Factors predicting mortality in emergency abdominal surgery in the elderly

World Journal of Emergency Surgery (Impact Factor: 1.06). 05/2012; 7(1):12. DOI: 10.1186/1749-7922-7-12
Source: PubMed

ABSTRACT Objective
This study aimed to investigate clinical features of abdominal emergency surgery in elderly patients, and to determine factors predicting mortality in these patients.

The study population included 94 patients aged 80 years or older who underwent emergency surgery for acute abdominal diseases between 2000 and 2010. Thirty-six patients (38.3%) were male and fifty-eight patients (61.7%) were female (mean age, 85.6 years). Main outcome measures included background of the patient’s physical condition (concomitant medical disease, and performance status), cause of disease, morbidity and mortality, and disease scoring system (APACHE II, and POSSUM). Prognostic factors affecting mortality of the patient were also evaluated by univariate analysis using Fisher’s exact test and Mann–Whitney U–test, and by multivariate analysis using multiple logistic regression analysis.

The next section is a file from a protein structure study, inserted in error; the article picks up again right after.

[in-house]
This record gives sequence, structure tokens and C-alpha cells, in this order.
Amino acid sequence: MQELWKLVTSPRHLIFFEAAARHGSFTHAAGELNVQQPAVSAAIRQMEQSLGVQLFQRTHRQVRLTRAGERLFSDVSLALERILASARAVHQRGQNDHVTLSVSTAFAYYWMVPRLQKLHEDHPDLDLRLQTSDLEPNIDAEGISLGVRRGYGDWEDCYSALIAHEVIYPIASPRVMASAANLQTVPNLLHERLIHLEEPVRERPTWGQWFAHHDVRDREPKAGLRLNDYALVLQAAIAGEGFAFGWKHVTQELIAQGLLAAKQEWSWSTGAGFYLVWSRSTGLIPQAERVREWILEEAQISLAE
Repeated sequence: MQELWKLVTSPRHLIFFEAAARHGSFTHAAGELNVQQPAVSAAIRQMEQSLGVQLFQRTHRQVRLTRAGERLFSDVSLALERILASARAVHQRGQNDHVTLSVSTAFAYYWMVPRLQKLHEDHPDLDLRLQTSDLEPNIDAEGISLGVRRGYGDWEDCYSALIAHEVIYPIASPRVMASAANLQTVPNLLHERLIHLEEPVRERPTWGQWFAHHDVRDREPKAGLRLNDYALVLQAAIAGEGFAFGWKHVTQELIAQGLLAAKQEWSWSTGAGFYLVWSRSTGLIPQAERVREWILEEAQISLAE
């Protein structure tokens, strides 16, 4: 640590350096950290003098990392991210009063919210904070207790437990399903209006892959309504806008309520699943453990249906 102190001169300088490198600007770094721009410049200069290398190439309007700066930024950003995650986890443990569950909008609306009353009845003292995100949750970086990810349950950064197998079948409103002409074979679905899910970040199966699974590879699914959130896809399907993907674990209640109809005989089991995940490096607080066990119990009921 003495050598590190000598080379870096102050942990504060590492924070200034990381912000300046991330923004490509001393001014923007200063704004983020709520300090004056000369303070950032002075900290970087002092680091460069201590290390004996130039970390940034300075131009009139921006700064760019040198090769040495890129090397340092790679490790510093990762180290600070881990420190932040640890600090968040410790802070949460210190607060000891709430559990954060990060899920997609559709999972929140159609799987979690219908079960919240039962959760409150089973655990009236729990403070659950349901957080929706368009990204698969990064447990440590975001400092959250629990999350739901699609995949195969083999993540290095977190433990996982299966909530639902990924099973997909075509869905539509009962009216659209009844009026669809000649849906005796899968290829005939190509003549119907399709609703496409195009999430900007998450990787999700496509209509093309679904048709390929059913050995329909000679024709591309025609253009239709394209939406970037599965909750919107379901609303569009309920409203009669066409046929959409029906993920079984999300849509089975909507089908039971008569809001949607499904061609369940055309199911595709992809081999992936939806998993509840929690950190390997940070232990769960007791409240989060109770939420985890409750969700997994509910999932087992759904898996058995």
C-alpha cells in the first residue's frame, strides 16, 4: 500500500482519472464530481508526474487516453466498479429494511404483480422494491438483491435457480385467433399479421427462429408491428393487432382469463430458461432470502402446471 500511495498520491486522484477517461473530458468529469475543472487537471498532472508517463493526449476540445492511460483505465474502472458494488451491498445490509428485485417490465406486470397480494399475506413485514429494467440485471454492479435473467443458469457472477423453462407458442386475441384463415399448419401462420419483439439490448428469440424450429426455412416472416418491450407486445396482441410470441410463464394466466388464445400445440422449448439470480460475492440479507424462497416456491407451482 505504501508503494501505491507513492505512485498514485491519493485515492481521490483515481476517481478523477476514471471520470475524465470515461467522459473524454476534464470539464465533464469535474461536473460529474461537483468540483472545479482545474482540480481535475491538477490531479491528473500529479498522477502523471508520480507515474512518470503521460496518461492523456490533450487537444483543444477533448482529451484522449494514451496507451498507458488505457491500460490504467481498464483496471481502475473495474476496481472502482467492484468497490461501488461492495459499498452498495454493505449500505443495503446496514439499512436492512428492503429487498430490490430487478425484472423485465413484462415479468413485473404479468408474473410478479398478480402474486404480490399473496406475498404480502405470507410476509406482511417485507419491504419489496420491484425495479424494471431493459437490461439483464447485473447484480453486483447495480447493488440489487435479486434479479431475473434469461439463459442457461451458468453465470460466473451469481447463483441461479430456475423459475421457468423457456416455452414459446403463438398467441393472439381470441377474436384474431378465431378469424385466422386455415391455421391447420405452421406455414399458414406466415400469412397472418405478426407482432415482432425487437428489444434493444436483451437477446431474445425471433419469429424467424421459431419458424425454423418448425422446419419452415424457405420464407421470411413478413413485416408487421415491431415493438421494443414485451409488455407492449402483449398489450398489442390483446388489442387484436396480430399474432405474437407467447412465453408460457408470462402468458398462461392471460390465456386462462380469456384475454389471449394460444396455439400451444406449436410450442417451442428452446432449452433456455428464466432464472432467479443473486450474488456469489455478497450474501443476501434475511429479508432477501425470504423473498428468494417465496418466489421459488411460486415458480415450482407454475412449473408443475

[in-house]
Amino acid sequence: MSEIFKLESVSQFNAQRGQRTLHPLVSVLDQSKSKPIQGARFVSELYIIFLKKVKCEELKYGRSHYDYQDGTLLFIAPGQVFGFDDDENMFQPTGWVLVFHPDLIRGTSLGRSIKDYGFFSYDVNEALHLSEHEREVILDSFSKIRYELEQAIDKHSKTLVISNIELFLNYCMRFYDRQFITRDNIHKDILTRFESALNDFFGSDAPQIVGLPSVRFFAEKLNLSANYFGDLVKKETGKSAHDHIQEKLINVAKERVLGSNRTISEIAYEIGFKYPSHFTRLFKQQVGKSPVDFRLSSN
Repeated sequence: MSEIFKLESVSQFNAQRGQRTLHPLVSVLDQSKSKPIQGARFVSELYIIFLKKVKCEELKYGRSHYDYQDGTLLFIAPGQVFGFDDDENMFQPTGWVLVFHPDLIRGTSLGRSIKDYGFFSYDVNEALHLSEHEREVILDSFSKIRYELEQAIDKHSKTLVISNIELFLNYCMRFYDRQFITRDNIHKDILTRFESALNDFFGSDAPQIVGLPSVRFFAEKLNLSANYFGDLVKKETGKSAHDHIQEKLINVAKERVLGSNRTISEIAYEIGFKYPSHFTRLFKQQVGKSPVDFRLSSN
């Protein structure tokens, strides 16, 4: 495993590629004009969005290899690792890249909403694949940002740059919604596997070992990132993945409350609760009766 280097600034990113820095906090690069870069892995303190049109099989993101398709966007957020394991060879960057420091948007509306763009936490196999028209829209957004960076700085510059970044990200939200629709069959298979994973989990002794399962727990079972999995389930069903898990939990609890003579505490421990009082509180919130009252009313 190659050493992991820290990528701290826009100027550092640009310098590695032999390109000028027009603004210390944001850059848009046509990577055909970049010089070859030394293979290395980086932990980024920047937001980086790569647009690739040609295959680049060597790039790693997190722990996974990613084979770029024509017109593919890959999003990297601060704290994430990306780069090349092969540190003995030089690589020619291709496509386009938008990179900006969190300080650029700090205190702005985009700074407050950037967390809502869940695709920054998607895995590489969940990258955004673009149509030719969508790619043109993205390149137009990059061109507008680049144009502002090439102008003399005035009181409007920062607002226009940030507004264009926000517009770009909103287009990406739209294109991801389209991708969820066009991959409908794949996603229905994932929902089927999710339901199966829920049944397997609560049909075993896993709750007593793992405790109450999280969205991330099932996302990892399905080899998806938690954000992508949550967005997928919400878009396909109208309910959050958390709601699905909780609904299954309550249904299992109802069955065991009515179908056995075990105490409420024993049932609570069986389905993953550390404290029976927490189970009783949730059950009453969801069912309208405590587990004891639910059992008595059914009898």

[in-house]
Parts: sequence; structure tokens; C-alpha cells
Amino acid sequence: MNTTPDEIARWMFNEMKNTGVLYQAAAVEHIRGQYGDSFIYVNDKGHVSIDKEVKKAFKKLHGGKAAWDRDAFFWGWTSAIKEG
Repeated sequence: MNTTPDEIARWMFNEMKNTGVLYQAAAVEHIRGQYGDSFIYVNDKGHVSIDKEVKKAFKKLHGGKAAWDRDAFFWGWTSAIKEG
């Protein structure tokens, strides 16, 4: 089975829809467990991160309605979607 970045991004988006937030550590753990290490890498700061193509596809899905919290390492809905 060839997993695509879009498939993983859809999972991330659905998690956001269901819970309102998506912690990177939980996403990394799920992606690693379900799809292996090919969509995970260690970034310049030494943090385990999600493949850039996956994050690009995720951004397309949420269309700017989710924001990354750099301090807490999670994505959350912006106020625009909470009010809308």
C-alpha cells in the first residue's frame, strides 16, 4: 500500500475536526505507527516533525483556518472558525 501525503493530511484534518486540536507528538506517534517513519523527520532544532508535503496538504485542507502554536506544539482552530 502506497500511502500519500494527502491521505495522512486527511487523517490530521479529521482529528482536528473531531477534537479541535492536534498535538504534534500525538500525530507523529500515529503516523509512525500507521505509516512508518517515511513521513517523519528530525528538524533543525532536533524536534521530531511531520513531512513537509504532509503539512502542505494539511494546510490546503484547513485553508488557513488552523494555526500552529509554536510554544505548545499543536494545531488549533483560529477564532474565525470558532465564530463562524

Of the 94 patients, 71 (75.5%) had a co-existing medical disease; most patients had hypertension (46.8%). The most frequent surgical indications were acute cholecystitis in 23 patients (24.5%), followed by intestinal obstruction in 18 patients (19.1%). Forty-one patients (43.6%) had complications during hospital stay; the most frequent were surgical site infection (SSI) in 21 patients (22.3%) and pneumonia in 12 patients (12.8%). Fifteen patients died (overall mortality, 16%) within 1 month after operation. The most common causes of death were sepsis related to pan-peritonitis in 5 patients (5.3%), and pneumonia in 4 patients (4.3%). Multiple logistic regression analysis showed that time from onset of symptoms to hospital admission and the POSSUM scoring system could be prognostic factors for mortality.

Mortality in elderly patients who underwent emergency surgery for acute abdominal disease can be predicted using the disease scoring system (POSSUM) and on the basis of delay in hospital admission.

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